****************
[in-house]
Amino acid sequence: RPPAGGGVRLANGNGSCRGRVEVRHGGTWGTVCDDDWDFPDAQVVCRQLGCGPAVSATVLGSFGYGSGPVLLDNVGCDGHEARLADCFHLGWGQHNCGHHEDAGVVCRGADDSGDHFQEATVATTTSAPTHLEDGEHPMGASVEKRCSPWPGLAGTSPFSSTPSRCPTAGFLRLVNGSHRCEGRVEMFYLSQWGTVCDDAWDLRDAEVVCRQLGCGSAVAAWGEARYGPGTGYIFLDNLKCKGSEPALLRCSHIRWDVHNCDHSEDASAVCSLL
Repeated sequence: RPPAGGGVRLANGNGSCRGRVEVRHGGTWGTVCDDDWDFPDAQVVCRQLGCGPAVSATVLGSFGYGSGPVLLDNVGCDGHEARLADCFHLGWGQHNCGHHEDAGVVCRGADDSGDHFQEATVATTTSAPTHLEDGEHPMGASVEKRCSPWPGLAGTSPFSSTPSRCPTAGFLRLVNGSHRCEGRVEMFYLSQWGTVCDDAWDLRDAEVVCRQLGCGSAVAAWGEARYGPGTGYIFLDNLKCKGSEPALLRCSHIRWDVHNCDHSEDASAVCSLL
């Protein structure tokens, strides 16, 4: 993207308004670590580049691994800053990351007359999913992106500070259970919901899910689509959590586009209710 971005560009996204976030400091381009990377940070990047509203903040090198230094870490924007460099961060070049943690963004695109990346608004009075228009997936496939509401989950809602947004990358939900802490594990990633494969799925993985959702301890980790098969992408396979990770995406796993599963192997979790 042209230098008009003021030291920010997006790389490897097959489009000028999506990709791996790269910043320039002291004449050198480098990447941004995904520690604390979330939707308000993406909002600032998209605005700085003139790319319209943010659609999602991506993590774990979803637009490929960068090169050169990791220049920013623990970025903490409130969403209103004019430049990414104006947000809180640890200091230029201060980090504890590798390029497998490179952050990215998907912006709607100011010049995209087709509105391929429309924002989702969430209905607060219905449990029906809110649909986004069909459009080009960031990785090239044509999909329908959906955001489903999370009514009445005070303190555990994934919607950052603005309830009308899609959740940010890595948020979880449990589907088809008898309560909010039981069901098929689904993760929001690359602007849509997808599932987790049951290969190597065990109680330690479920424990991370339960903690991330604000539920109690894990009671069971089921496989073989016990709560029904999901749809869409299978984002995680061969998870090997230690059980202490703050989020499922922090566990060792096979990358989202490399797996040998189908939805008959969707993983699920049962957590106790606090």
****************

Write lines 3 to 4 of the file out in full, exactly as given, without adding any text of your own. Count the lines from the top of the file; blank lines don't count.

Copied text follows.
Repeated sequence: RPPAGGGVRLANGNGSCRGRVEVRHGGTWGTVCDDDWDFPDAQVVCRQLGCGPAVSATVLGSFGYGSGPVLLDNVGCDGHEARLADCFHLGWGQHNCGHHEDAGVVCRGADDSGDHFQEATVATTTSAPTHLEDGEHPMGASVEKRCSPWPGLAGTSPFSSTPSRCPTAGFLRLVNGSHRCEGRVEMFYLSQWGTVCDDAWDLRDAEVVCRQLGCGSAVAAWGEARYGPGTGYIFLDNLKCKGSEPALLRCSHIRWDVHNCDHSEDASAVCSLL
């Protein structure tokens, strides 16, 4: 993207308004670590580049691994800053990351007359999913992106500070259970919901899910689509959590586009209710 971005560009996204976030400091381009990377940070990047509203903040090198230094870490924007460099961060070049943690963004695109990346608004009075228009997936496939509401989950809602947004990358939900802490594990990633494969799925993985959702301890980790098969992408396979990770995406796993599963192997979790 042209230098008009003021030291920010997006790389490897097959489009000028999506990709791996790269910043320039002291004449050198480098990447941004995904520690604390979330939707308000993406909002600032998209605005700085003139790319319209943010659609999602991506993590774990979803637009490929960068090169050169990791220049920013623990970025903490409130969403209103004019430049990414104006947000809180640890200091230029201060980090504890590798390029497998490179952050990215998907912006709607100011010049995209087709509105391929429309924002989702969430209905607060219905449990029906809110649909986004069909459009080009960031990785090239044509999909329908959906955001489903999370009514009445005070303190555990994934919607950052603005309830009308899609959740940010890595948020979880449990589907088809008898309560909010039981069901098929689904993760929001690359602007849509997808599932987790049951290969190597065990109680330690479920424990991370339960903690991330604000539920109690894990009671069971089921496989073989016990709560029904999901749809869409299978984002995680061969998870090997230690059980202490703050989020499922922090566990060792096979990358989202490399797996040998189908939805008959969707993983699920049962957590106790606090």